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MINNESOTA — Governor Mark Dayton is willing to spend $21 million to improve school safety in Minnesota.. Dayton's "Safe and Secure Schools Act" includes building improvements and more resource officers for schools across the state, but administrators say the real security enhancement will be the money going towards mental health — an issue that closely follows school violence. The proposal would provide nearly $16 million to "enhance safety," and another $5 million for school-based mental health grants.
FARGO, N.D. — Nearly 300 people took a lesson about scams from the AARP Wednesday afternoon. The crowd gathered at the Fargodome, where AARP representatives held a "Lunch and Learn." The seminar featured ways to watch out scams, and what to do if you see one. People from the North Dakota Attorney General's office spoke, along with local law enforcement. AARP representatives say the best way to avoid scams is to just listen to your gut.
FARGO—As the storm rages on, homeless shelters in the metro are trying to get as many people out of the elements as they can. "For 12 years this has been where I come to for safety, or help to get me to where I need to go," said Tammy Kail, Shelter Resident. Shelter residents are packing in tight, trying to get out of the winter storm. Churches United employees say all seven shelters are full Sunday night, which is taking up about 350 beds. Show shelters will even go beyond the mattress.
FARGO—Josef's School of Hair Design is moving into the same location as Straus for Men, as they prepare to close. After 57 years, Josef's School of Hair Design is leaving downtown Fargo; it's a bittersweet move for some. "We've been here since 1960, so I was picking up hair clips when I was 4 years old," said Mario Olivieri, School Founder. Olivieri has been there since the beginning. For him, this move is tough, but necessary.
FARGO—Some of us at WDAY hit the ice on Friday for the 5th annual Hope Sled Hockey Tournament. Our team was dressed in green and played against parents from the non-profit Hope Inc. You can see Cassie Rohlfing, Nick Broadway and even Kerstin skating down the rink in the video above. The tournament is held every year to raise money, and awareness, for people with mobility challenges. Hope Inc. directors say the tournament helps people understand sled hockey is just as challenging, maybe more, than traditional hockey.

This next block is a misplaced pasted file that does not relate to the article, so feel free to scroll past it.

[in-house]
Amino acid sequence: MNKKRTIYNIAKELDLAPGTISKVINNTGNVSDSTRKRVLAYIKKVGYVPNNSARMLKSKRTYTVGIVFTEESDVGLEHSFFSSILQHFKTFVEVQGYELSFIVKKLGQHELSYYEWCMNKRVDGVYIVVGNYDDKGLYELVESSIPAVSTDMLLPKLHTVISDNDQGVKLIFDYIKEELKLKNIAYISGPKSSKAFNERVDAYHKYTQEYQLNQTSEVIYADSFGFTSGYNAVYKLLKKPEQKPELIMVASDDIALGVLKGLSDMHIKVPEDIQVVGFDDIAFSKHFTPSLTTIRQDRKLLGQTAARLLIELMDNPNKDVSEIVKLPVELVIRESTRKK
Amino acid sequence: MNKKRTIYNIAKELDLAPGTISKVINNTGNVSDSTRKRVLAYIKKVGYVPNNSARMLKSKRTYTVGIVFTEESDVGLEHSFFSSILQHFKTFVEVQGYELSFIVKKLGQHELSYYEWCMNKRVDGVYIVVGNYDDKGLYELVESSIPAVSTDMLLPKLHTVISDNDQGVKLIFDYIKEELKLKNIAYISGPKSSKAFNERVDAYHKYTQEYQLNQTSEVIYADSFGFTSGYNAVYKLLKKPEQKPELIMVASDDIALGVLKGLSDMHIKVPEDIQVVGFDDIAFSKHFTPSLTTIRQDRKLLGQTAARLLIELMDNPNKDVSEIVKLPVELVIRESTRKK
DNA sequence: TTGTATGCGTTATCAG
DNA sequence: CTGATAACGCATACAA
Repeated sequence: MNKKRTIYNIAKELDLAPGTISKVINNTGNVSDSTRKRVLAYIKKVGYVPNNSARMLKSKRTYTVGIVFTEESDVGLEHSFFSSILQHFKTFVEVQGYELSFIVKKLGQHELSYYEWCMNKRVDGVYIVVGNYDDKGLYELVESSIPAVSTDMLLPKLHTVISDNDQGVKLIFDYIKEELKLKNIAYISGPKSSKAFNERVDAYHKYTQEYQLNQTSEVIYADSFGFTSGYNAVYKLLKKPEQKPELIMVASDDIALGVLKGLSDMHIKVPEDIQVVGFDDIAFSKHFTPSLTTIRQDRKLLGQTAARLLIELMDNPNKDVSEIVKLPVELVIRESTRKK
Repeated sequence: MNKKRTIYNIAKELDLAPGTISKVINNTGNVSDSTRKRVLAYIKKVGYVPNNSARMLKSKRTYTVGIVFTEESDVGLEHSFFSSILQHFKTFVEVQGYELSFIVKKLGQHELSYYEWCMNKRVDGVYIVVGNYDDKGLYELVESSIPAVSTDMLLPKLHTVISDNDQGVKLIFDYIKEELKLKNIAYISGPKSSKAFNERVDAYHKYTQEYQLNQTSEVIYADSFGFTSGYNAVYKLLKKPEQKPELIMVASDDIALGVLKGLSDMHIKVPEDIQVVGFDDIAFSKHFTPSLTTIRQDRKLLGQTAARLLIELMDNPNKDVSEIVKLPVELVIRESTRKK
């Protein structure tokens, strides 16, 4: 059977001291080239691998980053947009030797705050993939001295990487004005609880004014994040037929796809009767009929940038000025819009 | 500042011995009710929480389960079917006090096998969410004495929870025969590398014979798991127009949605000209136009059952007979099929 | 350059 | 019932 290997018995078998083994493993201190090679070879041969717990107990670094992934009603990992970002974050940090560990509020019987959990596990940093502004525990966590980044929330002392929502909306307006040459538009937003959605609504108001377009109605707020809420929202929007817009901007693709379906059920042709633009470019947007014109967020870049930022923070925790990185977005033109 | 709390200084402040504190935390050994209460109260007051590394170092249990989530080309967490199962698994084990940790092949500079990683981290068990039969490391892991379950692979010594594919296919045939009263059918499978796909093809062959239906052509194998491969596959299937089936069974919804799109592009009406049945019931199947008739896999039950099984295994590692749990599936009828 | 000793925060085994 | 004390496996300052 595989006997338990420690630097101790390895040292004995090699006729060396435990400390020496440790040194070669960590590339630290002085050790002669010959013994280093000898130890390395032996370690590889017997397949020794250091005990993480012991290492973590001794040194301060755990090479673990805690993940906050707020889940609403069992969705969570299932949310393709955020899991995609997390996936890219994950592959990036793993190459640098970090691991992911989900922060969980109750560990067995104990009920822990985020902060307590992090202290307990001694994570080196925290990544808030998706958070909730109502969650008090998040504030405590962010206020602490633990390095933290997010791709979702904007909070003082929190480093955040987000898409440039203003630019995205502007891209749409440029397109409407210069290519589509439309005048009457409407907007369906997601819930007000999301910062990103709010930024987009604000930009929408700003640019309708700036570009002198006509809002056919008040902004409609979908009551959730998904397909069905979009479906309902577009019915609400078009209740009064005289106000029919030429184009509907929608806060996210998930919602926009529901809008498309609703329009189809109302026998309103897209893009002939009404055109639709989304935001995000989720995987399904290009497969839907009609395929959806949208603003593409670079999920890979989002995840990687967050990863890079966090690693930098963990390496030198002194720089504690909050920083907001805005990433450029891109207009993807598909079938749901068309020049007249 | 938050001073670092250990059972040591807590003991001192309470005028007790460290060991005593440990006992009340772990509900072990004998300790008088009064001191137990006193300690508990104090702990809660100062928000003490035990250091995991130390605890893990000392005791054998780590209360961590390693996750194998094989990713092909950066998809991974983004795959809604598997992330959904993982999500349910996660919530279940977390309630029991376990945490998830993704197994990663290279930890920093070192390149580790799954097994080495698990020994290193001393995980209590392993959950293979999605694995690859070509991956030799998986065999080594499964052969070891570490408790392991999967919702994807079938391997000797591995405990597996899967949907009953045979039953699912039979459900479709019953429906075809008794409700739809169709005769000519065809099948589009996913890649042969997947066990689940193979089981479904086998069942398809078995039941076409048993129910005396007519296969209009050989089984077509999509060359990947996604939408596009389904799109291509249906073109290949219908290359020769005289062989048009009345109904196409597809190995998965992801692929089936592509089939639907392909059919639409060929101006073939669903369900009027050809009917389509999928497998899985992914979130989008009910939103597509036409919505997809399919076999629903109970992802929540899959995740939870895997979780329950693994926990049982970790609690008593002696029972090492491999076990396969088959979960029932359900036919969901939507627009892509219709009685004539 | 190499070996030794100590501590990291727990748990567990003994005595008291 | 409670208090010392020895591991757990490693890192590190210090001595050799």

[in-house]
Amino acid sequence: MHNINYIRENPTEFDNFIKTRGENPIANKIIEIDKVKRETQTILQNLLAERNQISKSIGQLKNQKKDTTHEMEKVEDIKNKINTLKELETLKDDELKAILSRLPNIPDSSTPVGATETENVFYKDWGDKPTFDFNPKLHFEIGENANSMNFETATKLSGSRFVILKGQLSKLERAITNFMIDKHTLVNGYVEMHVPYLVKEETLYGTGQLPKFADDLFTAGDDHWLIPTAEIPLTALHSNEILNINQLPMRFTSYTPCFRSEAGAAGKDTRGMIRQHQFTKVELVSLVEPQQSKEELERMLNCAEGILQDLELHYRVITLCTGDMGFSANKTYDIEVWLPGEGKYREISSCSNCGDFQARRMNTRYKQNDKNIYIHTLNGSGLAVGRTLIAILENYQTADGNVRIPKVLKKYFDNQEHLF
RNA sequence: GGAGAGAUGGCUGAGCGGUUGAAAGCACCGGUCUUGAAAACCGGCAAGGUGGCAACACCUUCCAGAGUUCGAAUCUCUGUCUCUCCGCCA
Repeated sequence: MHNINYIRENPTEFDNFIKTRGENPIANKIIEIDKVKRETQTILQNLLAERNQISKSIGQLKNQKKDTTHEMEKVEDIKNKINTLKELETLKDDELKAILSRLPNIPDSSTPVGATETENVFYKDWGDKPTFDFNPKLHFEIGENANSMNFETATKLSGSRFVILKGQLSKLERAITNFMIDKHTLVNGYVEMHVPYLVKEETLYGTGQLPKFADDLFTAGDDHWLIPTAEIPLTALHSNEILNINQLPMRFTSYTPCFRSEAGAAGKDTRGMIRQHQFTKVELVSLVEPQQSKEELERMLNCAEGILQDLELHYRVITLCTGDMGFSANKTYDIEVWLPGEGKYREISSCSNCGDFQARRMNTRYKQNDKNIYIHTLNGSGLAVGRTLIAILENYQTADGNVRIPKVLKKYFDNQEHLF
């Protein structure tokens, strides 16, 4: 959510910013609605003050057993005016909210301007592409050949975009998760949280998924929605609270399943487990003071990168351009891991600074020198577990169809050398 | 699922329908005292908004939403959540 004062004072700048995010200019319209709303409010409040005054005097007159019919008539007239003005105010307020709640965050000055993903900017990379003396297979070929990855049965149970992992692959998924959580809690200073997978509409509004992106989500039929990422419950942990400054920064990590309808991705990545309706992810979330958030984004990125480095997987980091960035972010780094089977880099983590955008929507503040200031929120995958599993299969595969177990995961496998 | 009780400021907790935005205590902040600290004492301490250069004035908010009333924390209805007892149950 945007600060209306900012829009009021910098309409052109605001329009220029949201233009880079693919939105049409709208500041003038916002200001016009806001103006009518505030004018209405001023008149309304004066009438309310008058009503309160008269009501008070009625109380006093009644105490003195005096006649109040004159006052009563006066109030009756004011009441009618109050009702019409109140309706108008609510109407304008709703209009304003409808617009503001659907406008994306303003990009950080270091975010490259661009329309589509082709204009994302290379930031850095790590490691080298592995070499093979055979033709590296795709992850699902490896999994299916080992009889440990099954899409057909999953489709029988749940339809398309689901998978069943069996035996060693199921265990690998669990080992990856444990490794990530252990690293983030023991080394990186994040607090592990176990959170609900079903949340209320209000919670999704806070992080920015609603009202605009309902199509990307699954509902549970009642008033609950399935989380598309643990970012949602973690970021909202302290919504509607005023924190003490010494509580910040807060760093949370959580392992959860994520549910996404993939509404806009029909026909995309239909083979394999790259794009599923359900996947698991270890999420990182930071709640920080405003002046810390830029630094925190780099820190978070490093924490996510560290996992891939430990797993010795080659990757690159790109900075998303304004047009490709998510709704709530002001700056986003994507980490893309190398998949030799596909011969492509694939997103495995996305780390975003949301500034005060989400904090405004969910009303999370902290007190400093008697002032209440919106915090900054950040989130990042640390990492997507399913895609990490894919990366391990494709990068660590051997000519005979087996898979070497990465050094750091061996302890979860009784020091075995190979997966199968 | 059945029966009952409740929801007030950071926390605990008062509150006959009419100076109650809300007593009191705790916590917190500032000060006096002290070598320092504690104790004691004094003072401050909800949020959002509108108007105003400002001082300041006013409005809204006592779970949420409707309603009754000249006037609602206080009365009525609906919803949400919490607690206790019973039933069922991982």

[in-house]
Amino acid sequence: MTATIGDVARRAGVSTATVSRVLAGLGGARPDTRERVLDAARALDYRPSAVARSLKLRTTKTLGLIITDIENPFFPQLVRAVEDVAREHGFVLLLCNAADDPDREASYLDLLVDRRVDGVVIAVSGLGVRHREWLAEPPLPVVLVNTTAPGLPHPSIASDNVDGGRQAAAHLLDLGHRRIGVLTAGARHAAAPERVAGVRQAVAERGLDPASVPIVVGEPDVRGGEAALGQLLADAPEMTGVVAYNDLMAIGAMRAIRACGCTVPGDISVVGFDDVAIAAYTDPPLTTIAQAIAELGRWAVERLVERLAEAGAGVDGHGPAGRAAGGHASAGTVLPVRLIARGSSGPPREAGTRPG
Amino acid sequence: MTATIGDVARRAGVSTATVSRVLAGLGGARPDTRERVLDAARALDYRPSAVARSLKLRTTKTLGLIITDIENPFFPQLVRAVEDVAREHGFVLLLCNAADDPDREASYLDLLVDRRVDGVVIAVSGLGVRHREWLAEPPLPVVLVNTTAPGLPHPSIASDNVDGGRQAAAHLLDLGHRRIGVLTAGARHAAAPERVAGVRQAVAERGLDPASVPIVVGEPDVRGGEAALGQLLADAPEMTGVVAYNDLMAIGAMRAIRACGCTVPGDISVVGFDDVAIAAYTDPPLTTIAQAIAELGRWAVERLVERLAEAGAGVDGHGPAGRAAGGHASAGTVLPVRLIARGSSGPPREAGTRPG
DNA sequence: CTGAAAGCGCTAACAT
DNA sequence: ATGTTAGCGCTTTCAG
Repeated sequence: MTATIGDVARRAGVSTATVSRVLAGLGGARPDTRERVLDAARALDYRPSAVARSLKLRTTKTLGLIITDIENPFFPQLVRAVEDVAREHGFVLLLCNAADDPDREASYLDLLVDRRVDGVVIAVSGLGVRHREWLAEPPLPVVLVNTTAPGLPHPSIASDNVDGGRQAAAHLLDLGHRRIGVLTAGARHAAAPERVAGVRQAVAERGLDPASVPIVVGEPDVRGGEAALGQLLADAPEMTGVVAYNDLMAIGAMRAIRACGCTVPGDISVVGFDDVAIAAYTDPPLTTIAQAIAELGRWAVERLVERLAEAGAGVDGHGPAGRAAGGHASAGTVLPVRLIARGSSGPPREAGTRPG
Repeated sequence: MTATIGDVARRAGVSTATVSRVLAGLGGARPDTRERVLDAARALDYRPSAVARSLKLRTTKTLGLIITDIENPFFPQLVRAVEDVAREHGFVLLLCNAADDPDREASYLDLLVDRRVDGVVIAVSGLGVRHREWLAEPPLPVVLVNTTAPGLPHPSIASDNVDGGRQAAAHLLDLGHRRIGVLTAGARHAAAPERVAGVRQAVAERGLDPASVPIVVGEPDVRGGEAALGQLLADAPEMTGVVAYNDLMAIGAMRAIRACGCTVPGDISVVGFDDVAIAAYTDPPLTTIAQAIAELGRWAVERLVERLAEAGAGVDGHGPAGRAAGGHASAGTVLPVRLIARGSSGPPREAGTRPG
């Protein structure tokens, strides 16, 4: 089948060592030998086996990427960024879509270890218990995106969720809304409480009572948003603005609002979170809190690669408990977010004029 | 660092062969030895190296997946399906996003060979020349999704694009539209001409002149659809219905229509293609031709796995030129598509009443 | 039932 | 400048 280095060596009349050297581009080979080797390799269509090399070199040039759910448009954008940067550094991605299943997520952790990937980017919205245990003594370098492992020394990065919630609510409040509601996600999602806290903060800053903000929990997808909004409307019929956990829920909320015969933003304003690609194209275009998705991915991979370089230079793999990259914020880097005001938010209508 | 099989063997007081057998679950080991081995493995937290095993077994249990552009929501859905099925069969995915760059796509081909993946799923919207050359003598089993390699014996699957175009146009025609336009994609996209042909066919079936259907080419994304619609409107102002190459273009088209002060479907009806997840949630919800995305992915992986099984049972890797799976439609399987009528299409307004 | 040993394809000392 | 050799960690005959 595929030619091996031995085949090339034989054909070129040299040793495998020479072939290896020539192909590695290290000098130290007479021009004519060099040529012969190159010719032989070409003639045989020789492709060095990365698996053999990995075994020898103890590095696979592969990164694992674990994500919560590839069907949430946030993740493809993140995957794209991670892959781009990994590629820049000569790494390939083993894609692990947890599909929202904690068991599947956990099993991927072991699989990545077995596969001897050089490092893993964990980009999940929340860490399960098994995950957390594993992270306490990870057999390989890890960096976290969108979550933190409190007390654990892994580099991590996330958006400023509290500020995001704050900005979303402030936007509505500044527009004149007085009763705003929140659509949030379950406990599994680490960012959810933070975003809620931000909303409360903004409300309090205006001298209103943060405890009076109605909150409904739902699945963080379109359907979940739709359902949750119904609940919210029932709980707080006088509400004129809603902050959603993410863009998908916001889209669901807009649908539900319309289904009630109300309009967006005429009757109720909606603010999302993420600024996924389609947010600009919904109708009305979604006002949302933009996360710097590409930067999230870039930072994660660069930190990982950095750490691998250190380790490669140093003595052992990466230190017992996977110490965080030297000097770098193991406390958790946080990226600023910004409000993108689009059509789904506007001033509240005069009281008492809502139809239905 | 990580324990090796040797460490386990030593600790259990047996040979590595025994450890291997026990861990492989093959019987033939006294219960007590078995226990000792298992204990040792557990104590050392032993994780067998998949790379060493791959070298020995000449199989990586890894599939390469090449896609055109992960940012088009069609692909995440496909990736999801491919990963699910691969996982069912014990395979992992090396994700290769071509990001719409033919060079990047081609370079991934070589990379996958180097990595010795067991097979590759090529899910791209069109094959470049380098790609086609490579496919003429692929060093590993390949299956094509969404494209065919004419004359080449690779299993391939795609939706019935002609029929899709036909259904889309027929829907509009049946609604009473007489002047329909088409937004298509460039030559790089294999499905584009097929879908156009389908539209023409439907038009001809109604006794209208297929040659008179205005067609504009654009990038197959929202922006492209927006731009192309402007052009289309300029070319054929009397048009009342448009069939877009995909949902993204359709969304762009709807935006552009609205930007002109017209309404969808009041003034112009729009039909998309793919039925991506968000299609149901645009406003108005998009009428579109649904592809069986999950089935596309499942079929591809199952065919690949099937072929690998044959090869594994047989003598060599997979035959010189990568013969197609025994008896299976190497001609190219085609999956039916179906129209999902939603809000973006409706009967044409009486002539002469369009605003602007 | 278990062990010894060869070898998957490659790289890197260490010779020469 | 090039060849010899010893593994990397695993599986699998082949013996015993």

FARGO—After 57-years Josef's School of Hair Design is leaving downtown Fargo. The school is combining its two Fargo campuses into a single location. Its new home will be on 13th Avenue South where Straus Clothing used to be. School directors say they've been thinking about the move for several years. In the past, they say parking has been an issue and the new campus will bring all students under one roof. While the relocation is drumming up emotion, the people behind the school are ready for the change.
MOORHEAD—Students are stepping into history with the annual "History Day Projects" at MSUM. Nearly 200 Minnesota students between 6th and 12th grade filled Comstock Union with windows into the past. This year's theme is "Conflict and Compromise in History." Over the past month, students researched a topic of their choice and then put together a project exhibit. Students say they've learned valuable lessons while working on the project.
NORTH DAKOTA—Blue Cross Blue Shield is partnering with ND Cares to bring aid to veterans. Thursday morning, Blue Cross Blue Shield CEO Tim Huckle signed on to become an ND Care business. ND Cares is an organization that supports veterans through local businesses. The company is agreeing to provide cultural training for leaders, recognize service members and conduct service member hiring events. Local veterans say this initiative not only helps veterans, but their loved ones as well.
FARGO—A new blanket of six inches of snow on the ground has some concerned about spring flooding. Others are hoping it eases drought conditions. Climatologists say the 2017 drought left most of the state so dry, the six inches we got over the weekend is just making up for that lack of moisture. Nothing more.
FARGO—Athletes raced against the clock in the first ever mock combine at the NDSU Wellness Center. Sunday afternoon, the courts were set up with the same kind of obstacles the NFL Combine has. Athletes had to jump, dash, and lift their way through each one, and it wasn't easy. "I was definitely trying my hardest. The bench press was the worst," said Ray Hathaway, athlete. Each athlete was timed and compared to scores from the NFL combine last year. They went through each drill three times and saved their best score.